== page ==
In fact, this is the same reason businesses that don’t need to borrow money borrow money. They earn a higher return investing the money in the business than it costs to borrow. It’s the same concept for you and me.
Which reminds me of a story about a guy who wrote a check to pay off his $165,000 mortgage back in 2009.
If he’d invested the $165,000 in some boring S&P 500 index fund it’d be worth about half a million today, much more than his house is worth.
Plus, half a million can generate $20,000 per year forever based on the 4% retirement rule whereas a paid-off house forever costs money. Like Vicki Robin once told me, “A house is a place of consumption not production.”
Of course, it’d be irresponsible if I didn’t tell you the story is cherry picked. There’s been a historic bull market since 2009, and so every investor has made boatloads of money since then.
And that’s the thing: you won’t know if it was better to pre-pay your mortgage or invest in stocks until you look back 30 years from now.
But we have some clues to make a logical guess. Since 1926 the average return of the S&P 500 for all rolling 30-year periods was about 10%, with the worst being 8%.
So if you believe the future won’t be significantly different than the past, then even the worst market return will be about 4% higher than a 4% mortgage. Make sense?
This is where someone inevitably says, “Pre-paying a 4% mortgage is a guaranteed return, and 8% stock returns are anything but.”
True, there’s no guaranteed market return. And no guarantee you won’t buy stocks during the good times and sell them during the bad. Getting poor returns buying high and selling low.
In fact, that’s a great reason to pay off your mortgage early. If you know yourself well enough to know that you aren’t very good at buying stocks and waiting. If you aren’t a long-term investor.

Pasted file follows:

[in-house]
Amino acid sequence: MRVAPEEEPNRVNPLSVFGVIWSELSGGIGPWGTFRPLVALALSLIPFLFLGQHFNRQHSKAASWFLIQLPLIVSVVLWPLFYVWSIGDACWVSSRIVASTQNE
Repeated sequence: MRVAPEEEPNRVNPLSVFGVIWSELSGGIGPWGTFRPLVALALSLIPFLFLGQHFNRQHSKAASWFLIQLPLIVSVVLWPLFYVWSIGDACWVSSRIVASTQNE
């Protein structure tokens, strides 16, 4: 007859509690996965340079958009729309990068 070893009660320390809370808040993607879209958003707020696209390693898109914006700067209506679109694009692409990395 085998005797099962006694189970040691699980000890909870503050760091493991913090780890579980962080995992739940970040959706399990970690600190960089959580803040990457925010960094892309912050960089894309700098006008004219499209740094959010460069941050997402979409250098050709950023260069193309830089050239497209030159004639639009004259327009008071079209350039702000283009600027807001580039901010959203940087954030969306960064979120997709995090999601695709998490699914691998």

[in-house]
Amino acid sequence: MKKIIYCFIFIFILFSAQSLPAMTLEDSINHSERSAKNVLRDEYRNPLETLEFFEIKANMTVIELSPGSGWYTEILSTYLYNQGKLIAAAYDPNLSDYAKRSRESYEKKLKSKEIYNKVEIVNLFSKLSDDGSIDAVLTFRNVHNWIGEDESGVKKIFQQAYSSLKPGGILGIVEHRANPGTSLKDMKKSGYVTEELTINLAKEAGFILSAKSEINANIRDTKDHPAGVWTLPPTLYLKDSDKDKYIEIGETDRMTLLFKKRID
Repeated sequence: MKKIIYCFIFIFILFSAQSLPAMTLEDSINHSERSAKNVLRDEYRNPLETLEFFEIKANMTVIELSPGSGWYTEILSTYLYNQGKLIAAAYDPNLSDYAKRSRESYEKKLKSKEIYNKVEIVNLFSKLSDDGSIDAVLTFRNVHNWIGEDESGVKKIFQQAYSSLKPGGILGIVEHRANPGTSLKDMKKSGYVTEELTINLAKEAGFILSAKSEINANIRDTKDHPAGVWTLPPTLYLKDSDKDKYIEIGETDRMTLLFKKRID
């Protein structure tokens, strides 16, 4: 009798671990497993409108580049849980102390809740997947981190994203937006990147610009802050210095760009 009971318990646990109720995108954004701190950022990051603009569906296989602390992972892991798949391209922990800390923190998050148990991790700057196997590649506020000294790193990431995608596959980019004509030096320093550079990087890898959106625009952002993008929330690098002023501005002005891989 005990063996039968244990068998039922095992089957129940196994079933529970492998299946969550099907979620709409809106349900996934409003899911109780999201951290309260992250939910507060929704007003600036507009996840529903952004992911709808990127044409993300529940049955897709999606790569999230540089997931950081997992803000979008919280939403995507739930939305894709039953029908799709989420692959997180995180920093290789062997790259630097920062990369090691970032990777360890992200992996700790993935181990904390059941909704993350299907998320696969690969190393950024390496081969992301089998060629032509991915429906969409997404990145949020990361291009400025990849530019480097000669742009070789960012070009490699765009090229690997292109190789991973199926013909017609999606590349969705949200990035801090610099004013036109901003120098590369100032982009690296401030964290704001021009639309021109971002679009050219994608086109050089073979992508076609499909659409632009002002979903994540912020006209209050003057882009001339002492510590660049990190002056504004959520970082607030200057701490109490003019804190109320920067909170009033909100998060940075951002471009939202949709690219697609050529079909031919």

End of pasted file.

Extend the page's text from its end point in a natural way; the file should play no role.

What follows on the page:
If that’s the case, maybe it’s smarter putting money into your house. You get the peace of mind that comes from sleeping in a paid-off house, from being debt free.
If all that makes sense, here’s what the decision comes down to: you believe the market will earn a higher return than 4% and so you invest long term, or you want a guaranteed return and be debt free and so you pay off the mortgage.
Wait, one more thing.
I’d question your emergency fund. Only people living paycheck to paycheck need emergency funds. If an unexpected $400 expense causes debt.
You and your husband are working and living below your means. For a financial crisis — a job loss — you can momentarily stop contributing to retirement accounts to free up cash to pay the bills.
If both of you lose your jobs? Well, that’s another argument against pre-paying your mortgage. You can’t withdraw all those prepayments to make the mortgage payment, and if the bank doesn’t get their monthly check they foreclose.
In order to access the house equity you’d have to sell the house, and many people discovered that’s problematic if it happens to be in the middle of a housing crisis.
It will always be harder to get money out of a house, an illiquid asset, than out of the stock market.
Putting money into stocks means you’re able to keep making mortgage payments for a few months — if not years — even if those investments drop by 50% or so.
People arguing whether to pay off a mortgage early or invest in stocks is probably as old as time itself. There’s no right decision, because it comes down to what you believe and value.
Some people value the liquidity and higher gains that come from investing, others value being debt free and hate owing money. To each their own.